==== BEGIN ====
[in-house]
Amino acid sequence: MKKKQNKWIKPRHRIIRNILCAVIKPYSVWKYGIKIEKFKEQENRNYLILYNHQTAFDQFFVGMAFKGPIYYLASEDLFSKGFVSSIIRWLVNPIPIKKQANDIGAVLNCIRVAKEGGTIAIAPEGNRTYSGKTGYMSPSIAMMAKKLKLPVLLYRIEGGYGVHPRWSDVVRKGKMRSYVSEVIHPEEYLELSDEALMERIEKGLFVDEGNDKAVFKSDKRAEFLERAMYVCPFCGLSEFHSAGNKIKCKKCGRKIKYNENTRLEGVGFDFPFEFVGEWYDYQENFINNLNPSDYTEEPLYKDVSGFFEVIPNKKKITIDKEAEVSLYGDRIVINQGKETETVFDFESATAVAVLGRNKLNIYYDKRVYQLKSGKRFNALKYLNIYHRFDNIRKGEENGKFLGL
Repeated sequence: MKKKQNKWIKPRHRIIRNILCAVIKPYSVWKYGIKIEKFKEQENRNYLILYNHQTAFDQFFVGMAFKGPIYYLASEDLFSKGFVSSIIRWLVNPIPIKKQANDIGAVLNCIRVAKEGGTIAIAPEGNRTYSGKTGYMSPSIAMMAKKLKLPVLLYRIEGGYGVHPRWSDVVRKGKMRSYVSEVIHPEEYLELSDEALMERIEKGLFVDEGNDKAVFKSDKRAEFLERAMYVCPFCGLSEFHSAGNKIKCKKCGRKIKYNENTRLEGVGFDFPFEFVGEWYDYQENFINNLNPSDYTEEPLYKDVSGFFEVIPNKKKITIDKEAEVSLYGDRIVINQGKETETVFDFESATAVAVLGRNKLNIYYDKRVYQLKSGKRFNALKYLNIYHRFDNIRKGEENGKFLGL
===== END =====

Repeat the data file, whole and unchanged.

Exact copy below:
[in-house]
Amino acid sequence: MKKKQNKWIKPRHRIIRNILCAVIKPYSVWKYGIKIEKFKEQENRNYLILYNHQTAFDQFFVGMAFKGPIYYLASEDLFSKGFVSSIIRWLVNPIPIKKQANDIGAVLNCIRVAKEGGTIAIAPEGNRTYSGKTGYMSPSIAMMAKKLKLPVLLYRIEGGYGVHPRWSDVVRKGKMRSYVSEVIHPEEYLELSDEALMERIEKGLFVDEGNDKAVFKSDKRAEFLERAMYVCPFCGLSEFHSAGNKIKCKKCGRKIKYNENTRLEGVGFDFPFEFVGEWYDYQENFINNLNPSDYTEEPLYKDVSGFFEVIPNKKKITIDKEAEVSLYGDRIVINQGKETETVFDFESATAVAVLGRNKLNIYYDKRVYQLKSGKRFNALKYLNIYHRFDNIRKGEENGKFLGL
Repeated sequence: MKKKQNKWIKPRHRIIRNILCAVIKPYSVWKYGIKIEKFKEQENRNYLILYNHQTAFDQFFVGMAFKGPIYYLASEDLFSKGFVSSIIRWLVNPIPIKKQANDIGAVLNCIRVAKEGGTIAIAPEGNRTYSGKTGYMSPSIAMMAKKLKLPVLLYRIEGGYGVHPRWSDVVRKGKMRSYVSEVIHPEEYLELSDEALMERIEKGLFVDEGNDKAVFKSDKRAEFLERAMYVCPFCGLSEFHSAGNKIKCKKCGRKIKYNENTRLEGVGFDFPFEFVGEWYDYQENFINNLNPSDYTEEPLYKDVSGFFEVIPNKKKITIDKEAEVSLYGDRIVINQGKETETVFDFESATAVAVLGRNKLNIYYDKRVYQLKSGKRFNALKYLNIYHRFDNIRKGEENGKFLGL